The Global Fund to Fight AIDS, Tuberculosis and Malaria expressed tremendous appreciation for President Emmanuel Macron’s decision to host the next Global Fund replenishment conference in France in 2019.
The conference aims to raise new funds and mobilize partners toward ending AIDS, TB and malaria by 2030 in alignment with the Sustainable Development Goals. Held once every three years, the conference convenes leaders from governments, civil society, the private sector and communities affected by the three most devastating infectious diseases.
“As one of the founding partners of the Global Fund, France is demonstrating great leadership and sustained commitment in global health,” said Peter Sands, Executive Director of the Global Fund. “We are extremely grateful to President Macron for leading efforts to renew and expand our impact, to the benefit of millions of people.”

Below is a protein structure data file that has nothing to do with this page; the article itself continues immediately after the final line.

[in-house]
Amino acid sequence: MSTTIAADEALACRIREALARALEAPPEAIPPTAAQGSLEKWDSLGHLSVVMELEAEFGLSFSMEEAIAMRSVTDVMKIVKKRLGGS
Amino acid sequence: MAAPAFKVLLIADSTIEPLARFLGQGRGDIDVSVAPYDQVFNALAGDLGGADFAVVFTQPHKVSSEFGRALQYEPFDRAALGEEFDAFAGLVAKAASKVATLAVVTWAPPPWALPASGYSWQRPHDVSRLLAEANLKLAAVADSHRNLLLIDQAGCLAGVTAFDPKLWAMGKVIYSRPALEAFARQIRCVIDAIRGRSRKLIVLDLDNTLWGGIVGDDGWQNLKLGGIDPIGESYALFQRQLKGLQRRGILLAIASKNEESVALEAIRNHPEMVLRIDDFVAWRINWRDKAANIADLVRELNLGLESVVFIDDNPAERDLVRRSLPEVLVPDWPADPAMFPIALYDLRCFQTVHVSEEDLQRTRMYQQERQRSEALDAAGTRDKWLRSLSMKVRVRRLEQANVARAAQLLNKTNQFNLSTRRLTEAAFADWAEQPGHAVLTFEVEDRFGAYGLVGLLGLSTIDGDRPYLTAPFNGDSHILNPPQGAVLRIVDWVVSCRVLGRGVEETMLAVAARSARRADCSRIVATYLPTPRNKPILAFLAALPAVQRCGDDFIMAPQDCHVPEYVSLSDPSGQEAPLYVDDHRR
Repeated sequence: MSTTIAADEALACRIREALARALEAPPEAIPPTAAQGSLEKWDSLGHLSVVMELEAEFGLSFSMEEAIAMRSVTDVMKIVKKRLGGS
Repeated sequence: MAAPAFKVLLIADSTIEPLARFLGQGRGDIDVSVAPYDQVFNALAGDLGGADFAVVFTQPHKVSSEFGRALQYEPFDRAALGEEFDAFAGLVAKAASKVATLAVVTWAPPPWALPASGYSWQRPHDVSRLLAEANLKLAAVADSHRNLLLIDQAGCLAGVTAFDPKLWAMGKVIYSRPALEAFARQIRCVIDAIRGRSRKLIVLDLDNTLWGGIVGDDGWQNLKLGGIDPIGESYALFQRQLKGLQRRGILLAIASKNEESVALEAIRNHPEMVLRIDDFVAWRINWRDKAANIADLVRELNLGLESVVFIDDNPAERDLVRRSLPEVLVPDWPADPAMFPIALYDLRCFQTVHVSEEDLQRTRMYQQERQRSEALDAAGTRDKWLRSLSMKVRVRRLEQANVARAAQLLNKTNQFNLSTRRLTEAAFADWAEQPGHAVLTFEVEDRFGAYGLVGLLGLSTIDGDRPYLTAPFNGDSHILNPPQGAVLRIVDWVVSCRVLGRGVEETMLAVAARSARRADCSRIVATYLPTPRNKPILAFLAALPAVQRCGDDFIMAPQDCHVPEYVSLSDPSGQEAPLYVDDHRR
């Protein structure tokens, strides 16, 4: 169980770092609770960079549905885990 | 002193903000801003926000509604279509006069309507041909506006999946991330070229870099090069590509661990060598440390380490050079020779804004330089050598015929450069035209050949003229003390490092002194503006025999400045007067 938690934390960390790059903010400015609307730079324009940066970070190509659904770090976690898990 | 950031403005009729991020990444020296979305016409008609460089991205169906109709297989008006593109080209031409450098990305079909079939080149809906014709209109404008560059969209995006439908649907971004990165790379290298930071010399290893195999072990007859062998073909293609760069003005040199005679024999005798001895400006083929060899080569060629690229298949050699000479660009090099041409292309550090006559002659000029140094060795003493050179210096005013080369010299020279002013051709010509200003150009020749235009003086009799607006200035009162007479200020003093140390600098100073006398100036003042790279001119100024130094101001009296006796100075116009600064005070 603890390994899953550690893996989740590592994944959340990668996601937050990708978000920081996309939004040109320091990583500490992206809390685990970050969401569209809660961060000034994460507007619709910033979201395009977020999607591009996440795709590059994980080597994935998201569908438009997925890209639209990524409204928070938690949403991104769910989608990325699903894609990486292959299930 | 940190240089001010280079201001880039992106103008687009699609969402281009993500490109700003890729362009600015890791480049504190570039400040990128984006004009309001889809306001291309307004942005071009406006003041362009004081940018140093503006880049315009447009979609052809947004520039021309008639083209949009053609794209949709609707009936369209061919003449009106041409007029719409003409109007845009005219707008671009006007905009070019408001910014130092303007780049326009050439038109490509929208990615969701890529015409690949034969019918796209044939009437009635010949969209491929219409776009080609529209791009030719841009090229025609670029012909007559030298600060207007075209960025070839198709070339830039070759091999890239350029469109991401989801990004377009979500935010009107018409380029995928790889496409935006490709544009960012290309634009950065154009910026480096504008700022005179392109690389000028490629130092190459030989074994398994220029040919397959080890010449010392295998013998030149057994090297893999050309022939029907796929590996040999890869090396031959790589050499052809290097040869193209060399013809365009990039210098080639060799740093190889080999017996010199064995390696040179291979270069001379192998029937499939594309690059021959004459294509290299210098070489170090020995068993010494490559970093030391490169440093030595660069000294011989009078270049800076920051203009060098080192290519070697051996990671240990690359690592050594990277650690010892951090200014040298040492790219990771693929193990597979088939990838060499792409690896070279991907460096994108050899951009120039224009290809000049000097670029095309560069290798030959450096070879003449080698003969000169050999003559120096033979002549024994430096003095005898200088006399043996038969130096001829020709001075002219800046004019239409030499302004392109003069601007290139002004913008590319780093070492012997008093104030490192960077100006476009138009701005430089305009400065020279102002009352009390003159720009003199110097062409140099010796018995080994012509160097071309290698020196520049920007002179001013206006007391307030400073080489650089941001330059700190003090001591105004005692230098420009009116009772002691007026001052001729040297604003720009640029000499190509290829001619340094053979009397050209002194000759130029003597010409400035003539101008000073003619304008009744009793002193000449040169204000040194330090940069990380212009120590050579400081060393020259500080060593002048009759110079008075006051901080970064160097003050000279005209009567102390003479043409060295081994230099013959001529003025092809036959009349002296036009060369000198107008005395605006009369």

France is Global Fund’s second-largest donor, committing more than US$4.2 billion to the Global Fund since 2002. France has played a pioneering role in scientific research, promoting human rights and serving people affected by AIDS, TB and malaria.
In its announcement, France said that infectious diseases remain a major challenge for global health, with dramatic human and economic consequences, especially in low income countries. “It is therefore crucial that the international community does not relax its efforts and remains mobilized at the highest level,” the announcement said.
The Sixth Replenishment Conference of the Global Fund is expected to raise funds for the period 2020 through 2022. It is the first time that France will host a Global Fund replenishment conference.
France said in its announcement that President Macron’s decision to host the conference signaled France’s strong engagement in international development, repositioning health as a priority of French development policy.
Since its inception in 2002, the Global Fund partnership has achieved outstanding results. Programs implemented by local experts in more than 100 countries have saved more than 22 million lives.